At around the same time as personal computers were being released, childhood friends Bill Gates and Paul Allen established Microsoft. Allen was inspired by the 1975 Popular Electronics January feature of the Altair 8800 microcomputer. The Altair 800 microcomputer was essentially a ‘build your own computer’- it was aimed to make computing more accessible, not just for computer nerds (like geniuses Gates and Allen) but society at large. Allen realised the potential to write a program for the computer which could be used by the masses. Gates called the computer’s creator MITS and offered his and Allen’s services to create a BASIC (software language) program for the Altair. They had no such BASIC program written up (yet). They spent the next weeks writing up the program and delivered their product in early April to MITS. It was a mad rush as the pair realised that it was a race to be the first to create the software. MIT was impressed with the pairs work and agreed to distribute the program. Spurred on by their success, Gates and Allen created Micro-Soft a software company on April 4th 1975. The name was the combination of microcomputer and software.
Interestingly, it was IBM which gave Microsoft its big push into the mainstream. IBM hired Microsoft in 1981 to create an operating system. Two years later the Windows operating system was released. At the time IBM essentially monopolised the computer industry, so this deal legitimised Microsoft as a major software player. IBM’s agreement with Microsoft allowed Microsoft to license their software to other computer manufacturers which catapulted Microsoft into the mainstream.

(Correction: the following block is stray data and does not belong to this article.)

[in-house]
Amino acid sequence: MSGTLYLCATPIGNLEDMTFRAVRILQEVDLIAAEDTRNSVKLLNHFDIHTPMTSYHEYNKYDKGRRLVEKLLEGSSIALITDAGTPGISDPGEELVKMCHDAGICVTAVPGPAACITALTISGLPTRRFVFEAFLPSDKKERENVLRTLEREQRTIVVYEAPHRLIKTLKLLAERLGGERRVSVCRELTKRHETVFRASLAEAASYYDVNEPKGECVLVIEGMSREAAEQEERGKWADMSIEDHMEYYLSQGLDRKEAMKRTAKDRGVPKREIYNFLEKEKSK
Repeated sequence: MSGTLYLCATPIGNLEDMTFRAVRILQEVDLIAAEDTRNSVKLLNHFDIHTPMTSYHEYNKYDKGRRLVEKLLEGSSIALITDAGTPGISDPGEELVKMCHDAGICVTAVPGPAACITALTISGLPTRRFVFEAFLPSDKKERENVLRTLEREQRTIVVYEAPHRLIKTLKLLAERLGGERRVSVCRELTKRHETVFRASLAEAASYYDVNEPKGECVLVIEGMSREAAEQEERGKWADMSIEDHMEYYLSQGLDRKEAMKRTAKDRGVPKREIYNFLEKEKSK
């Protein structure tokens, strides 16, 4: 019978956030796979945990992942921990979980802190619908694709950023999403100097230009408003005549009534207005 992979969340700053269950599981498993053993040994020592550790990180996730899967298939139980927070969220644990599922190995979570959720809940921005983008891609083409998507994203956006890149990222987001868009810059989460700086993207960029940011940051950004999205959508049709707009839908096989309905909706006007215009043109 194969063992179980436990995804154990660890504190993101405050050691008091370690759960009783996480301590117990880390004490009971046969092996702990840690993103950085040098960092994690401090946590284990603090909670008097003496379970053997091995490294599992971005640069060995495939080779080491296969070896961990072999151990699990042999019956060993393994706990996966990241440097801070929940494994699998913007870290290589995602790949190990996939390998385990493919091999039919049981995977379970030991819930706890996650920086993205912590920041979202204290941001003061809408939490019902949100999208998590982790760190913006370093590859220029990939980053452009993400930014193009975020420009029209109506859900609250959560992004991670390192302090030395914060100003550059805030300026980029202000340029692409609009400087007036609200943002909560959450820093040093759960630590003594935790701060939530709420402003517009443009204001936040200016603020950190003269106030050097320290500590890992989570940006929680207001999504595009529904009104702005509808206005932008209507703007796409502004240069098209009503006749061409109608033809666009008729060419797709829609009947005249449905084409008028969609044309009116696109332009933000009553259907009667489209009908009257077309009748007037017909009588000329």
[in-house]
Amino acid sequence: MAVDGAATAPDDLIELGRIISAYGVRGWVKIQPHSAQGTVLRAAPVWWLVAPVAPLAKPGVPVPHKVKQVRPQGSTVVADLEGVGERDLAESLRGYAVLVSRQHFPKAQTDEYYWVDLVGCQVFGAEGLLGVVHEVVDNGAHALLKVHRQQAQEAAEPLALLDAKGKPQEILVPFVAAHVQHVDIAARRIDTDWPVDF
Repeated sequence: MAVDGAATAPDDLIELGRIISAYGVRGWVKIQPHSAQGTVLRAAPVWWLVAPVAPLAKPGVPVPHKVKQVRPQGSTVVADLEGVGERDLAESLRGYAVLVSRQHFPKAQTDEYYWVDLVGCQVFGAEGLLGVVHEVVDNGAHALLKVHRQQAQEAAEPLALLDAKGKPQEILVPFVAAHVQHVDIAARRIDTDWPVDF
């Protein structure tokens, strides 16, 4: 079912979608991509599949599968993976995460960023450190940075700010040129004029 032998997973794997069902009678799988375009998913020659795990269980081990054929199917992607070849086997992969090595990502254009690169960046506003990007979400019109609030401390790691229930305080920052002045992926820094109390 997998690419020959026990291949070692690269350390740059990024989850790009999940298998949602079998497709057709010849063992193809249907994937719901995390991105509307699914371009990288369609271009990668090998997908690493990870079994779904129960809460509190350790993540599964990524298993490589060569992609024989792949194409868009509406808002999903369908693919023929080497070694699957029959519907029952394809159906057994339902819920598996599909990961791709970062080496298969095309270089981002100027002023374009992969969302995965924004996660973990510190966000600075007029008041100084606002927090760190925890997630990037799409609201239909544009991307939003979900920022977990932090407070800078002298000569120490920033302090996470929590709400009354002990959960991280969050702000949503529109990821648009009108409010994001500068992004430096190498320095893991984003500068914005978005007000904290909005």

These deals paved the way for Microsoft’s hugely successful public offering in 1986 leaving Gates with $310 million worth of shares. By 1994 Gates’ fortune grew to 9.35 billion, crowning him the richest man in the America! From their windows (1985) and Office (1990) operating systems which continues to be used (thank you word for letting me write this piece!), the internet explorer (1995), xbox (2001) and making their way into hardware with Microsoft surfaces (2012) — considered to be among the best computers -Microsoft remains one of the biggest players within the computer industry.
Gates and Allen’s were not the only ones to recognise the great potential of computing. In April (funnily the company was established on April’s Fool day) 1976, Apple was founded by Steve Jobs, Steve Wozniak and Ronald Wayne. Unfortunately for Ronald Wayne, he backed out of the deal and sold his 10% shares of the company for a mere $800, shares which would now be worth around 200 billion (considering Apples latest valuation in August 2020 at 2 trillion)… shame for him. The initial (complex) Apple logo saw Issac Newton sitting under a tree as an apple fell- leading many to assume that this fable was the origin of the name. In reality, the names origin was far more mundane. According to Job’s biography the name Apple was dreamed up after he returned from an apple orchard.
Apple’s first product, the Apple I, were designed and hand built by Wazniak. They were financed by Jobs selling his car and Wazniak selling his HP calculator. Just over a year later, the Apple II was introduced. According to legend, the Apple II along with the Commodore PET and Tandy TRS-80 were coined the “1977 Trinity” by Byte magazine (popular computer magazine). The Apple II had the ground breaking feature of being able to display colour! These three computers marked the beginning of marketing computers for households rather than solely businessmen or computer ‘nerds’ (we see Engelbart’s vision slowly coming to fruition).